1 Tablespoon all-purpose flour
2 eggs
3/4 cup sour cream
1 1/2 teaspoons vanilla extract
1/2 teaspoon grated orange zest

2 cups fresh blueberries
1/4 cup red currant jelly, warmed

To make the crust: Whisk together the flour, nutmeg, and salt in a small bowl.  Beat the butter and sugar in a large bowl and with an electric mixer at medium speed for 1 minute or until smooth.  Add the egg yolk and beat until blended.  Reduce the speed to low and add the flour mixture, beating just until a dough forms.  On a lightly floured work surface, press the dough into a flat disk.  Press into the bottom and up the sides of a 14-by-4 1/2 inch rectangular or 9-inch round tart pan with a removable bottom.

Refrigerate for 30 minutes, or freeze for 15 minutes or until firm.  Preheat the oven to 375 degrees.  Whisk the egg white until frothy.  Lightly brush the inside of the crust with the egg white.  Bake for 15 minutes or until pale brown and set.  Cool for 10 minutes on a wire rack.

To make the filling:  Beat the butter and sugar in a large bowl with an electric mixer at medium speed for 2 minutes or until light and fluffy.  Beat in the flour. Add the eggs, one at a time, beating well after each one.  Beat in the sour cream, vanilla, and orange zest.  Pour into the baked crust.

Bake the tart for 20 minutes or until slightly puffed around the edge.  Cool completely on a wire rack.

Pile the blueberries on top of the tart.  Brush the red currant jelly over the blueberries.  Serve immediately or store in the refrigerator for up to 2 days.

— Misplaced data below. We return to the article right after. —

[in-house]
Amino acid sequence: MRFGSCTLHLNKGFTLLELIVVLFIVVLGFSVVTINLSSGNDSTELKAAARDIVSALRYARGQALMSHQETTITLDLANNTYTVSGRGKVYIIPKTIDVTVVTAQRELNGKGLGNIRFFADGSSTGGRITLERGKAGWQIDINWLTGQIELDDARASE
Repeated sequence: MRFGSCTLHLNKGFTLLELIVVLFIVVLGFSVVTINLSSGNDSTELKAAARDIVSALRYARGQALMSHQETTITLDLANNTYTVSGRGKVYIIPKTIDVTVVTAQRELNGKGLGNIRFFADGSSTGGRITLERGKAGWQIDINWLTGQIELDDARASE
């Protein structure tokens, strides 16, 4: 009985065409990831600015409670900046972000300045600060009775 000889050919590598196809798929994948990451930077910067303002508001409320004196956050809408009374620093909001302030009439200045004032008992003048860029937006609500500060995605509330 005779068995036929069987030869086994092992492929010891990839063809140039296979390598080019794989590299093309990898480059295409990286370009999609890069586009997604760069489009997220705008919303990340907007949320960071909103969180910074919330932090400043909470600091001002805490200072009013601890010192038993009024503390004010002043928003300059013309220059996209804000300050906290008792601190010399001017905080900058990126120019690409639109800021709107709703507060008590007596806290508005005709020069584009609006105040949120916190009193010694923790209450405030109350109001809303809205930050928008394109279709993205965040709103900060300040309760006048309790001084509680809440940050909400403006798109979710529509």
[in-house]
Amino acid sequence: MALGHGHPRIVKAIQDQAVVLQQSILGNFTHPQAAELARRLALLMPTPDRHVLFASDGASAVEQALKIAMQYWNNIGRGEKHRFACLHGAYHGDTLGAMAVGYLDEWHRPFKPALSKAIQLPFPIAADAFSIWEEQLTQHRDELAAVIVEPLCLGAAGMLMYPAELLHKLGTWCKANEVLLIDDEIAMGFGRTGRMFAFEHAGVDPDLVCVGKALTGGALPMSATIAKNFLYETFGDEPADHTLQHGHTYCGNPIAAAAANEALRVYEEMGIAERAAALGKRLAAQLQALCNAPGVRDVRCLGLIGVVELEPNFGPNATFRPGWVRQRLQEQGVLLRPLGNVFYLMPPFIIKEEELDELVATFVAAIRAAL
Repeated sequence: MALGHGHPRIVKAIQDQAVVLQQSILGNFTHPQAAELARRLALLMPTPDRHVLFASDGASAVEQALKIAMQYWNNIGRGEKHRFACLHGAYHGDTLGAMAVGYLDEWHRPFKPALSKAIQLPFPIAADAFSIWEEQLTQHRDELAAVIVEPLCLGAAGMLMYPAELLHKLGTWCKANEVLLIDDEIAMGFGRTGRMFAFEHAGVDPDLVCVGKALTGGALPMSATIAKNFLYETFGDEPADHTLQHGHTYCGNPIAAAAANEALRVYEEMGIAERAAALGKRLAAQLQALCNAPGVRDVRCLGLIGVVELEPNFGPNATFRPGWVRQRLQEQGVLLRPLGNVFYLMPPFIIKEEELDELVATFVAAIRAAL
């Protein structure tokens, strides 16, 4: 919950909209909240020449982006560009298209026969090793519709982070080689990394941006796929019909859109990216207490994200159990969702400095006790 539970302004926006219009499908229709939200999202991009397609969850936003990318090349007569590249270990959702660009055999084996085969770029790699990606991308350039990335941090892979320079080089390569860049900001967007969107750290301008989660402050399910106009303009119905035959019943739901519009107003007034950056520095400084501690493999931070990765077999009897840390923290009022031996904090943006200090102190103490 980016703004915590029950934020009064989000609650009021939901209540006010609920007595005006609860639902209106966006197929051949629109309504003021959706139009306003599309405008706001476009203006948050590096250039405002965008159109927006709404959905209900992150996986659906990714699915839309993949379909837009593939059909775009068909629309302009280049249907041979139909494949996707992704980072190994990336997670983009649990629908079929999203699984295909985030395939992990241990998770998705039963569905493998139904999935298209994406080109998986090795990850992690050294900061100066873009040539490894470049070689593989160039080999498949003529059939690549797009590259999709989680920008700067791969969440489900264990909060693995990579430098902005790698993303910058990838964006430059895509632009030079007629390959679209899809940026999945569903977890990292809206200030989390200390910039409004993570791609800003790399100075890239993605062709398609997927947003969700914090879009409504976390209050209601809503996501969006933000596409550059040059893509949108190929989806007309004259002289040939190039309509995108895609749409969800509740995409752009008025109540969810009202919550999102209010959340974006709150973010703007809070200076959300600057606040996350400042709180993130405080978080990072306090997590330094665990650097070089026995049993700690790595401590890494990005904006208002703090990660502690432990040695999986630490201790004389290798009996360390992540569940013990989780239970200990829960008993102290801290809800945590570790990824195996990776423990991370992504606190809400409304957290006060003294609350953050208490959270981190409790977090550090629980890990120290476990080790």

This recipe calls for red currant jam, but I couldn't seem to find any. I used black currant jam and it was still delicious.  I'm assuming that there may not be much of a difference between them, but who knows. If you have a tart pan you need to make this! It will help with our slow start to summer. Happy Baking!


Monday, May 9, 2011


In honor of Mother's Day I made a Rhubarb Cream Pie with Meringue Topping.  I chose to make this pie  on Mother's Day because it was the most delicious pie my grandmother has ever made, and if it wasn't for grandmothers, we wouldn't be here.  It also makes me think of my mother at the same time because she can eat an entire pie herself, and I'm not joking. She may not be able to finish it in one sitting, but she can put quite the dent in that pie, or any pie for that matter, in just one day.  This is a great example of where I get my eating habits, except my mother doesn't gain weight. I do.

I honestly think that this pie is by far the best thing my grandma makes. Others may disagree with me, but I've always loved it and I would chose even the tiniest piece of this over any dessert offered to me.  It's not everyday I get to have a well made meringue, so it's a real treat when it's served to me.  It amazes me how 4 egg whites and some sugar can turn into a big, white mountain of fluffy deliciousness.  One of the reasons I think I'm so obsessed with this pie is because I've never recreated it for myself before. I don't just make it whenever I feel a craving for it. I have always been afraid of the meringue. Honestly, it's my most feared baking project. MERINGUE (enter dramatic music of your liking here). According to my grandma, who I had to call twice yesterday about this process, it takes time and practice to get the perfect meringue. She said I probably wouldn't get it right away, but if I keep practicing I'll get it just right. Easy for her to say! She's almost 92 and has every baking technique down but she apparently thinks I'm doing great, so I guess I better trust her.